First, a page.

Tech giant Apple, which usually makes iPhones and laptops like whatever you're reading this on right now, has been granted a patent for something outside its usual fare: a retractable bumper for a car.
Last week, the United States Patent and Trademark Office granted Apple approval for the 2019-published patent titled "Extendable bumpers for vehicles." The creation was dreamed up with the idea of providing vehicles a dynamic length by allowing the front and rear bumpers to extend and contract on command.
Here's how it works, best we can tell: an inflatable bladder is nested behind the bumper of the vehicle. Upon command—whether it be putting the vehicle in gear, or simply switching it on—the bladder is inflated by gas and the bumper protrudes from its collapsed position. A flexible hinge is fitted to the assembly to ensure that the bumper remains connected to the vehicle body in either the extended or collapsed position.
Apple says in the filing that this feature would allow vehicles to potentially fit in tighter parking spaces by dynamically repositioning the bumper when needed. This type of invention could also create a unique visual appearance along the front and rear of the vehicle which would otherwise be impossible due to safety standards. It's not clear how this would play with the current technology of plastic bumper covers and paints.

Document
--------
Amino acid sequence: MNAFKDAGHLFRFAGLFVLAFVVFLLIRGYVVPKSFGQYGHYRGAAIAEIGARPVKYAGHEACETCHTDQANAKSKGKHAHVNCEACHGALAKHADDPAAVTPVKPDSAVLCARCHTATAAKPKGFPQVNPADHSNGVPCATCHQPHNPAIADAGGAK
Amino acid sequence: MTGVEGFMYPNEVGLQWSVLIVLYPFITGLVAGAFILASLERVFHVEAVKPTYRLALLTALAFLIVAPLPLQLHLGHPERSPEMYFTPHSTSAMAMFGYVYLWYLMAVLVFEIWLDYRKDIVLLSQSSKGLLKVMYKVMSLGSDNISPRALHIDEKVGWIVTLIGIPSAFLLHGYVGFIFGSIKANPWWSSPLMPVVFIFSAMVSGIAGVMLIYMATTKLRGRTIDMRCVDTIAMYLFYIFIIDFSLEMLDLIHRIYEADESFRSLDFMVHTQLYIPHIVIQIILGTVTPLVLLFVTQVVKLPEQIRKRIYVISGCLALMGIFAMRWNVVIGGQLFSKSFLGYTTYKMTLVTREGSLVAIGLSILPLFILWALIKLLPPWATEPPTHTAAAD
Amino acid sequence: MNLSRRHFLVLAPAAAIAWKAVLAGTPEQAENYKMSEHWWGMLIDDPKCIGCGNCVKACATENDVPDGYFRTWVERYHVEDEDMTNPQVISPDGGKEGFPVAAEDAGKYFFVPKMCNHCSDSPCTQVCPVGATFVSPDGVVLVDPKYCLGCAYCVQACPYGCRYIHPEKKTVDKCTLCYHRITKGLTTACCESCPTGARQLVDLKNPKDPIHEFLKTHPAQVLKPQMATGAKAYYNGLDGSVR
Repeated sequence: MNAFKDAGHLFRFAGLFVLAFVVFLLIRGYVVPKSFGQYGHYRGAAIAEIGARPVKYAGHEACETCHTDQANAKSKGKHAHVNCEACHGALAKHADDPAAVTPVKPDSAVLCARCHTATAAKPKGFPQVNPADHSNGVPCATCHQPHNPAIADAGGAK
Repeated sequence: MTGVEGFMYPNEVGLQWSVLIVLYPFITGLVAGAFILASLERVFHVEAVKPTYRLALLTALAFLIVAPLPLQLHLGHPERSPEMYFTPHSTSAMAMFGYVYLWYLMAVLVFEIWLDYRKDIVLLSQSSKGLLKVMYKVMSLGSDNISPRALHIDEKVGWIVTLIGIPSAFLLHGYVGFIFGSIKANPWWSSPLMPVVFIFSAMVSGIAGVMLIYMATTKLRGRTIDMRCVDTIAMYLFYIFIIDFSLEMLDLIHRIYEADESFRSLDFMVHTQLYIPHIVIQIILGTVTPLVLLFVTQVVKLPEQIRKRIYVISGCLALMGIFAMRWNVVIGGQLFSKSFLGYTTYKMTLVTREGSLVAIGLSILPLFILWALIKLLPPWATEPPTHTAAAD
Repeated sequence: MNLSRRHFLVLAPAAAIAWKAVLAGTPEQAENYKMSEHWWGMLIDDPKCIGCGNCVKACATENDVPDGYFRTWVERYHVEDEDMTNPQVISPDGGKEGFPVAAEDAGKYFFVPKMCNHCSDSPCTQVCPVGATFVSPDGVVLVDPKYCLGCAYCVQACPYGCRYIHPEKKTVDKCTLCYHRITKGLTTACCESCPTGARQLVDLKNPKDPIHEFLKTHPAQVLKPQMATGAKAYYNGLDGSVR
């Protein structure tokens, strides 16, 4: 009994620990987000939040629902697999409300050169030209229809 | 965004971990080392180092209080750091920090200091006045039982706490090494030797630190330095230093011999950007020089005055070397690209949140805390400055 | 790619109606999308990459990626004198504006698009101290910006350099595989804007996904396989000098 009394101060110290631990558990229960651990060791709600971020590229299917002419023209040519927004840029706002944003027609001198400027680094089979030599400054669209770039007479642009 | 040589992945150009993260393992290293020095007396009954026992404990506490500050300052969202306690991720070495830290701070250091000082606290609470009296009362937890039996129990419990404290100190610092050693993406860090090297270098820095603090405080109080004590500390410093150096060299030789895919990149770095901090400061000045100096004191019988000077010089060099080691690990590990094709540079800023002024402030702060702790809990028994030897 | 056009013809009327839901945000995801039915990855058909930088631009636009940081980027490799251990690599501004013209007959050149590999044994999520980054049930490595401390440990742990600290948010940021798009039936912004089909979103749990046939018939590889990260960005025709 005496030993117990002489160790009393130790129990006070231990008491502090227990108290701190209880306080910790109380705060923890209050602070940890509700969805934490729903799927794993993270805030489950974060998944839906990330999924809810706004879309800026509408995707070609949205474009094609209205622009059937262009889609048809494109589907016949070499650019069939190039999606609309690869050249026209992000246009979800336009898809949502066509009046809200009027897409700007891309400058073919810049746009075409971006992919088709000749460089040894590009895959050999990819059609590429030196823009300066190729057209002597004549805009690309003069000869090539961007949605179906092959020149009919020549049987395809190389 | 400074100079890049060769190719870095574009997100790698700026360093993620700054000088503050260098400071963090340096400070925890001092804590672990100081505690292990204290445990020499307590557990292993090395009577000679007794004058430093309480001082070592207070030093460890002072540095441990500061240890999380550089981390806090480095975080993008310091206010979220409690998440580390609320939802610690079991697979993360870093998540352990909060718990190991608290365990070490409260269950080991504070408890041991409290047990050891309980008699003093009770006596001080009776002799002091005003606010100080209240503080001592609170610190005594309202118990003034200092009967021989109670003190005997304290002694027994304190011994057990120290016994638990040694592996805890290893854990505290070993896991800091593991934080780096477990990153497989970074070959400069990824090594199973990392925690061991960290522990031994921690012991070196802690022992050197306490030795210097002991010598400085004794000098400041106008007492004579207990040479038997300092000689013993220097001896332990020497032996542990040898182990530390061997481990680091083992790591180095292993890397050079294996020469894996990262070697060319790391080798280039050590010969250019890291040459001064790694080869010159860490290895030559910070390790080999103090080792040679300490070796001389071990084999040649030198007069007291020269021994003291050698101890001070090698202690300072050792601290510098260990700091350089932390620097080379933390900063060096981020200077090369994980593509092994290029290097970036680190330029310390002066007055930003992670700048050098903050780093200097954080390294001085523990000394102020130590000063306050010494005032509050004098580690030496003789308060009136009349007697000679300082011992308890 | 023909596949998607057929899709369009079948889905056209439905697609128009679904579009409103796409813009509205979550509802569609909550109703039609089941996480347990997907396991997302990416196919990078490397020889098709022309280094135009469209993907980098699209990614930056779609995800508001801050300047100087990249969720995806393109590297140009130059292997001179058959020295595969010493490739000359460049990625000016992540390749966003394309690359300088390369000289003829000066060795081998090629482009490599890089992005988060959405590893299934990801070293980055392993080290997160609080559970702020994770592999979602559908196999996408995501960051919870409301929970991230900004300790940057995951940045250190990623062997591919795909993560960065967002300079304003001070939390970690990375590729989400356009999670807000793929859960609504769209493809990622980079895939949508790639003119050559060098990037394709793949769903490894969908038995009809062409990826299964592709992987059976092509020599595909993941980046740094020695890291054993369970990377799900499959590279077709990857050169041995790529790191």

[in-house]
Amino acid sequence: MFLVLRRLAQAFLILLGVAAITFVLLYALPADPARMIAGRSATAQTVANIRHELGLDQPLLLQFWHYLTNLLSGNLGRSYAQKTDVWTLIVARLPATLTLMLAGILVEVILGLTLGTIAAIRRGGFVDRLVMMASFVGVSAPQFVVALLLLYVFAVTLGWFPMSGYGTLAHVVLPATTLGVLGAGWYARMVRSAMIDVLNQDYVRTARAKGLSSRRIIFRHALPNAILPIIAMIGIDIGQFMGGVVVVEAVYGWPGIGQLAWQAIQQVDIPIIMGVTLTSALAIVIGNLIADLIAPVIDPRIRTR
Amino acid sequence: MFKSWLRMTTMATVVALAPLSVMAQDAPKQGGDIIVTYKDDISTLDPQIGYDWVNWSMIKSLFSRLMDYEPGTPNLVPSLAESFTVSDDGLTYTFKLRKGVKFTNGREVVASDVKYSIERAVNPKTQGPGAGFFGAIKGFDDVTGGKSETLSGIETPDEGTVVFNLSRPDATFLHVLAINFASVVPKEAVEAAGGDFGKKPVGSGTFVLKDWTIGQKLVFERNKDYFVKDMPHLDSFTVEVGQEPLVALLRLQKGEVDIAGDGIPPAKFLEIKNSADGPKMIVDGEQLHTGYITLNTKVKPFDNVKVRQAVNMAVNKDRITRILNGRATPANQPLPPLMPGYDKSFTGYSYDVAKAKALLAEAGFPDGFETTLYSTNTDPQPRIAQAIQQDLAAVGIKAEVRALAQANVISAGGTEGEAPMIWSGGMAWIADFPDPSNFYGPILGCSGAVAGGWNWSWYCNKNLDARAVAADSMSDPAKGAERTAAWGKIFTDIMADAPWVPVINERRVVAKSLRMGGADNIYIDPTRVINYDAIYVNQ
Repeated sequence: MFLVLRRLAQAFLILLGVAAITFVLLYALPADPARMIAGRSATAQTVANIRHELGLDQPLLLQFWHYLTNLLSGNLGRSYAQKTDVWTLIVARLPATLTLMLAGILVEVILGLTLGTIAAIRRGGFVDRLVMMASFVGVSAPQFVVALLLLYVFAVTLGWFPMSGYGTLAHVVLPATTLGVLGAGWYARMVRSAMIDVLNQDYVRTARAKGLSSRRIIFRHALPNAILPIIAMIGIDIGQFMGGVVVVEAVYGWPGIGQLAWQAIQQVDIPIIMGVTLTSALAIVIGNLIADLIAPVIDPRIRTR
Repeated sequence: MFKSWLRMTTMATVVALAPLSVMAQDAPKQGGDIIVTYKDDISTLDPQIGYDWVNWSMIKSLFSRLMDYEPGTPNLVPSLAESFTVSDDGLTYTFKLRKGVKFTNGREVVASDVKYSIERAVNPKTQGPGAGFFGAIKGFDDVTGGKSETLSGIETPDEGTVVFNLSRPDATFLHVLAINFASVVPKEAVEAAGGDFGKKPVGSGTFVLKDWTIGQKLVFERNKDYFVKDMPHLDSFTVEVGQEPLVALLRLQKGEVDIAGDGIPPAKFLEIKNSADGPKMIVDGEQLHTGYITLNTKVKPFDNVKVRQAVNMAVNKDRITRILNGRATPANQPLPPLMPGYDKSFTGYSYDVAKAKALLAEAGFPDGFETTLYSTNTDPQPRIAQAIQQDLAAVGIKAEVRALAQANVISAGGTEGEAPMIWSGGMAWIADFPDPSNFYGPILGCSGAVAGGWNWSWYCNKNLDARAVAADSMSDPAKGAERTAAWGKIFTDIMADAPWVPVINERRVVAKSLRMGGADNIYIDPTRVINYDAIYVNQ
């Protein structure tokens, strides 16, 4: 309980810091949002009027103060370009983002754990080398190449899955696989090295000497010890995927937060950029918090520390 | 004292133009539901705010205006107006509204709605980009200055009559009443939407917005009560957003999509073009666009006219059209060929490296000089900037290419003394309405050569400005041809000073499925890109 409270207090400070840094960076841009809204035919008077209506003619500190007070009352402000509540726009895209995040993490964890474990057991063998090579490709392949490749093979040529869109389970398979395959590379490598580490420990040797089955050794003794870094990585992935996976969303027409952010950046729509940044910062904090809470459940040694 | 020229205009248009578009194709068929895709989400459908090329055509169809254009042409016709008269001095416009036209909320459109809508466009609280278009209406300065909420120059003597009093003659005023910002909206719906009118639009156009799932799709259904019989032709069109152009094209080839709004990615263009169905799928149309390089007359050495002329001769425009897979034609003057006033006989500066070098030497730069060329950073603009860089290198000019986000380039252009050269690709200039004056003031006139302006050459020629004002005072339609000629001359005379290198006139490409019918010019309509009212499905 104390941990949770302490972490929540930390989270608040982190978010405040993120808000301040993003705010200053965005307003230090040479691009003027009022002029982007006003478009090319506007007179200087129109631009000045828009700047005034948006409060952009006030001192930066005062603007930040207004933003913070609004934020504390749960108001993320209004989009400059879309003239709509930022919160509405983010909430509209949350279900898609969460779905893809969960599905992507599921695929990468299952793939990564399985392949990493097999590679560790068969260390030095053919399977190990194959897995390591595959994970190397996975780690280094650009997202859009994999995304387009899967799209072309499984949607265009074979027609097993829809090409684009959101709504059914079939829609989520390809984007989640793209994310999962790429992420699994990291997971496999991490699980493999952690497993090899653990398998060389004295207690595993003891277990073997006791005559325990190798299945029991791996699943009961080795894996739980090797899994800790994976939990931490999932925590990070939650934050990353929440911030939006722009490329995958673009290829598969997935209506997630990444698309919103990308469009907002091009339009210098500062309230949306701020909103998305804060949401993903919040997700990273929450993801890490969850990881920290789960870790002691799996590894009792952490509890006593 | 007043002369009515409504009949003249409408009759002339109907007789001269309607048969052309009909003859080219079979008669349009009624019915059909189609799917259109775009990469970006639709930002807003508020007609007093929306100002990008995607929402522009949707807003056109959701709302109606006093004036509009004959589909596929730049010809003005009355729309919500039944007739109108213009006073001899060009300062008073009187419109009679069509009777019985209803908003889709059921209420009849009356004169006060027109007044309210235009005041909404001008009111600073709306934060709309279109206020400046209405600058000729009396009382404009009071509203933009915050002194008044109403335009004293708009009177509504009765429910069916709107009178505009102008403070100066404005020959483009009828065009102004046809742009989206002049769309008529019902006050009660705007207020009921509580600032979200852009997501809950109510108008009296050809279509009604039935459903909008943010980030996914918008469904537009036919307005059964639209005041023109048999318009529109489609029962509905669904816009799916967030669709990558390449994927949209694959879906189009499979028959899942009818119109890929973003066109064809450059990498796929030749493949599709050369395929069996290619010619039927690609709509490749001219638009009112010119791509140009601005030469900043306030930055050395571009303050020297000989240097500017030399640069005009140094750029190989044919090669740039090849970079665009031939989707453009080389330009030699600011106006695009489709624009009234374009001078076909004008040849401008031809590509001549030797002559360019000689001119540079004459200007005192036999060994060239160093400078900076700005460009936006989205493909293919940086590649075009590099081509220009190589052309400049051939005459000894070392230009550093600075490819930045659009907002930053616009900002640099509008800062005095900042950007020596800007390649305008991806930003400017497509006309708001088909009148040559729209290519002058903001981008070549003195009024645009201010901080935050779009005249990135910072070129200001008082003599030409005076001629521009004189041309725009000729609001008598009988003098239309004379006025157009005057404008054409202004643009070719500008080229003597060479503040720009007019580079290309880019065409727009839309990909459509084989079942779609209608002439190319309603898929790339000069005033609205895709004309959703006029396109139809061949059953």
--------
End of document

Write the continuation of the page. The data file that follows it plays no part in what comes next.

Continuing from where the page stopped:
Safety was also on Apple's hivemind when submitting the patent. The electronics manufacturer notes that an air cushion has the ability to provide added protection for a vehicle involved in a collision, as well as potentially reducing injuries to pedestrians if struck.
Cushioned bumpers may seem similar to an older technology: bumper shock absorbers. While the oil-filled struts were fixed in place, the safety purposes envisioned by automakers were similar. However, Apple's patent specifically covers a gas-filled system that can dynamically reshape a bumper in addition to the safety benefits.
What does this mean for the supposed upcoming Apple Car? It's still unknown, really. Apple patents a great number of concepts that never make it to the shelf, and the number of patents issued under Project Titan is no exception. This particular example was filed way back in 2016, right around the time when the Apple Car project was supposedly killed off. That was five years ago and the auto industry works surprisingly fast, so this patent may have been something Apple was working on at one point but not so much right now. Because of that, it's not necessarily a technology that drivers will see on the road any time soon (if at all).
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